Seán Heuston was the second youngest person to be executed in the Rising after claiming, to no avail, his name had been mis-spelt.
By John Gibney
Born in 1891, Seán Heuston was baptised John Joseph, and to his family he was always ‘Jack’. Like many young nationalists of his generation, he adopted the Irish version of his name, which is how he is remembered. And Heuston was young; the second youngest, after Edward (Ned) Daly, of those executed for their involvement in the Easter Rising.
A child of the Dublin tenements, he came from one of the humblest backgrounds of any of the 1916 leaders, and as late as 1911 his family still lived in the inner-city tenements (though his father was absent, having emigrated to London).
It is tempting to speculate on whether or not this background would have shaped his attitudes on economic and social issues, but we have no way of knowing whether it did.
On the other hand, there can be little doubt about his politics. Heuston, like many Dubliners who fought in the Easter Rising, was a graduate of the Christian Brothers O’Connell Schools, and in 1907 became a clerk in the Great Southern and Western Railway (GSWR).
He was stationed in the Limerick depot, and while in Limerick he moved into the circles of ‘advanced’ nationalism. He joined the Irish Republican Brotherhood (IRB) and the republican boy-scout movement Na Fianna Éireann, the organisation with which he was most closely identified.
For a young man from Dublin, Na Fianna may have offered an outlet and camaraderie in Limerick; for a young man from a tenement, its focus on fieldcraft and the outdoors may have had an additional appeal.
The organisation was one of the earliest openly militant groups in 20th-century Ireland; as the republican paper Irish Freedom declared in 1913, Na Fianna was intended “not merely to make the boys of Ireland first-class scouts, but to make them first-class Irish nationalists”.
Na Fianna was intended “not merely to make the boys of Ireland first-class scouts, but to make them first-class Irish nationalists”
Heuston rose through the ranks and joined the Irish Volunteers after his return to Dublin in 1913 to work at the GSWR depot at Kingsbridge (later renamed Heuston Station after him). Recalled by many as dapper and serious in intent, albeit with a good sense of humour, Heuston was the main breadwinner for his family, who now lived on Fontenoy St near Phibsborough.
His republican activities were focused on this area of the city; he was in charge of a company of the Dublin Brigade of the Volunteers based on Blackhall Place, and on one occasion brazenly stole a rifle from the platform of Broadstone Station (literally around the corner from his home) after a troop train had pulled in.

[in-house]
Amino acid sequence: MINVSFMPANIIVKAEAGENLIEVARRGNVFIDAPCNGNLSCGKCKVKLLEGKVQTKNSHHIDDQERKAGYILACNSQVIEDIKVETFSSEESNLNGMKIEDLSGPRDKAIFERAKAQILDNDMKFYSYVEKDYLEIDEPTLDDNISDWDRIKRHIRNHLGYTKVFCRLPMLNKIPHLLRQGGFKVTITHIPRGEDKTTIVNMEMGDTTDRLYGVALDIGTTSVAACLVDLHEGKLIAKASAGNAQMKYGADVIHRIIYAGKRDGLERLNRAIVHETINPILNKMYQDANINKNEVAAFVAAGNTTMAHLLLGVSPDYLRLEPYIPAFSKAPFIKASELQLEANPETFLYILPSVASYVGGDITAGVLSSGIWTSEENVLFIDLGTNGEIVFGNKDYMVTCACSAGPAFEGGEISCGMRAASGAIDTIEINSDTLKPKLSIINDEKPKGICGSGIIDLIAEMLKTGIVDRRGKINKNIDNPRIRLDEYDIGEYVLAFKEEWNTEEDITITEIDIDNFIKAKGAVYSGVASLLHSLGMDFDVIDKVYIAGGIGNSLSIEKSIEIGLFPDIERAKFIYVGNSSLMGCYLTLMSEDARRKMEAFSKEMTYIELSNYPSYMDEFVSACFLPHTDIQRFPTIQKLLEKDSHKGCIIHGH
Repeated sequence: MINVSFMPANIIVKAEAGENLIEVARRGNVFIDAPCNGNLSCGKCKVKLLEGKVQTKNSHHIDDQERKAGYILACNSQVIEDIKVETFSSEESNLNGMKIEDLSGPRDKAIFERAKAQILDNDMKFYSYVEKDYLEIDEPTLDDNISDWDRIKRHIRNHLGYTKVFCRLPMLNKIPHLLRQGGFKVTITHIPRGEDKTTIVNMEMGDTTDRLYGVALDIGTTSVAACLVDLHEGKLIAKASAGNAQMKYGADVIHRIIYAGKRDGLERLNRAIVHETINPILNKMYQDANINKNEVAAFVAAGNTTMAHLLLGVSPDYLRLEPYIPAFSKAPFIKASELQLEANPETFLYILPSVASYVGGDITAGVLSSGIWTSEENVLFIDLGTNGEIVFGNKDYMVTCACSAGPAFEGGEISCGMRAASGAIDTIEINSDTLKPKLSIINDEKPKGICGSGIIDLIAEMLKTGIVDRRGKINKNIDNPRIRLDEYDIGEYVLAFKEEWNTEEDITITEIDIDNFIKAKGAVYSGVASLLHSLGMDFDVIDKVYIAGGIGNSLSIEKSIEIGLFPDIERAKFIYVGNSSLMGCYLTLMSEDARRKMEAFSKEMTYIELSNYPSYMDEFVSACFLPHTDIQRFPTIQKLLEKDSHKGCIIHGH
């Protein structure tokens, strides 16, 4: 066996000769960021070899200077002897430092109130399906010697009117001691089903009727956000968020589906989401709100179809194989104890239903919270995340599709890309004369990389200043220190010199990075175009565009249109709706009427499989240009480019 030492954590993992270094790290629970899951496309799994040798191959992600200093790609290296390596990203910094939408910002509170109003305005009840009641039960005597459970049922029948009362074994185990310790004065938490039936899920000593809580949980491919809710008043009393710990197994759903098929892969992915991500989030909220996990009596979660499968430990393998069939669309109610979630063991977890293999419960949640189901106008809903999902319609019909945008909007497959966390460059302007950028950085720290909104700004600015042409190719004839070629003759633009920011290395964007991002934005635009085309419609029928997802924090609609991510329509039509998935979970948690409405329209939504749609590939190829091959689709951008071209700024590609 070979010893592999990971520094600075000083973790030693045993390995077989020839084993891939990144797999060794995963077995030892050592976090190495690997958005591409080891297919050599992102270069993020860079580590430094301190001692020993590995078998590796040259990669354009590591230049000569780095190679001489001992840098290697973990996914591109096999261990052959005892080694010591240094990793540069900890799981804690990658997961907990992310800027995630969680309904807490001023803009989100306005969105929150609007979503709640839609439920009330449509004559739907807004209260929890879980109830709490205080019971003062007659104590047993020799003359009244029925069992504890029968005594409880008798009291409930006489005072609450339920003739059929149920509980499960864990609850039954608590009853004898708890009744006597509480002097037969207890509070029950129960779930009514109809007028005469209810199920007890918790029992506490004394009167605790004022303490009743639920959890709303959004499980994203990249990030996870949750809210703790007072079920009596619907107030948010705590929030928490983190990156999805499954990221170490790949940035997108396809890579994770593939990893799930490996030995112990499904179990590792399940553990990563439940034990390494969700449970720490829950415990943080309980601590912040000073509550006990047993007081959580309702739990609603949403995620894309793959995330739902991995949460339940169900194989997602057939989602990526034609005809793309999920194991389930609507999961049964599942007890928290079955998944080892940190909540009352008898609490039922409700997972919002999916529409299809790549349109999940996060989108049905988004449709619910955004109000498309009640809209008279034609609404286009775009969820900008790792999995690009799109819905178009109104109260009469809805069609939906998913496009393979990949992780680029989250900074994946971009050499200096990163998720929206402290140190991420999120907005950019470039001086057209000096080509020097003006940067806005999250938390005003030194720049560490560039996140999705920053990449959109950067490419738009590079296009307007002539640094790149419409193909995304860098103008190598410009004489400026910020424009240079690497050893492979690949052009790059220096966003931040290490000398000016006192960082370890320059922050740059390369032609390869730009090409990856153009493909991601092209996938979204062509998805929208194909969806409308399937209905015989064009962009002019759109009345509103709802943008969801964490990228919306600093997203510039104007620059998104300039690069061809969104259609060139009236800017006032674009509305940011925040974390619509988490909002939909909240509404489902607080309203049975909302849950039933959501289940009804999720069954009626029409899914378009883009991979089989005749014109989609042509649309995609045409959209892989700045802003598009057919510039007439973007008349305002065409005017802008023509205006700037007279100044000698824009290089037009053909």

Heuston had acquired a reputation for getting things done; and he seems to have been privy to at least some of the machinations that were the prelude to the Easter Rising.
Having been involved in ferrying weapons around Stoneybatter, he nearly pulled a gun on Éamon de Valera in a heated dispute over Eoin MacNeill’s countermanding order but when the Rising broke out on April 24, James Connolly ordered Heuston and 14 others to seize the Mendicity Institution on Ushers Island.
This was a charity providing meals for Dublin’s poor (some of whom were driven out of the building when the Volunteers seized it; a fact that later embarrassed some of the Volunteers involved). It was located in an old aristocratic townhouse beside the Georgian house immortalised as the setting for James Joyce’s story ‘The Dead’.
Heuston’s garrison shares a city block with No. 15 Usher’s Island
Given that it was on the south quays, Heuston had been told to seize it to ambush troops moving down the quays from the Royal Barracks (now Collins Barracks), to buy time for other members of the Volunteers to secure positions in and around the Four Courts. In doing so, Heuston’s small band killed the first ‘British’ casualty of the Rising: Gerald Neilan of the Royal Dublin Fusiliers, who had been born in Rathmines and whose brother Arthur was fighting with the Irish Volunteers around the Four Courts.
After an initial burst of fighting on April 24, Heuston and his men contemplated returning home as they thought the Rising had collapsed. But having been told by Connolly to seize the Mendicity Institution for no more than a few hours, Heuston decided to remain there for three days.
His small garrison was left alone by the British until it was decided to clear it out of the building on Wednesday, which brought Heuston’s Rising to an end. He was detained in Arbour Hill before being tried by court martial in Richmond Barracks.
He was the only one of the men executed after the Rising to be found with an incriminating document — an order signed by Connolly. Heuston defended himself on the grounds Connolly had used the Scottish spelling ‘Houston’ and therefore referred to somebody else.
This cut no ice with his captors, and he was shot by firing squad in Kilmainham on May 8, 1916. In death, he became one of the youthful faces of the Easter Rising.
John Gibney is author of Seán Heuston in the 16 Lives biographies’ series from O’Brien Press. He is Glasnevin Trust assistant professor of public history and cultural heritage at Trinity College for 2015-2016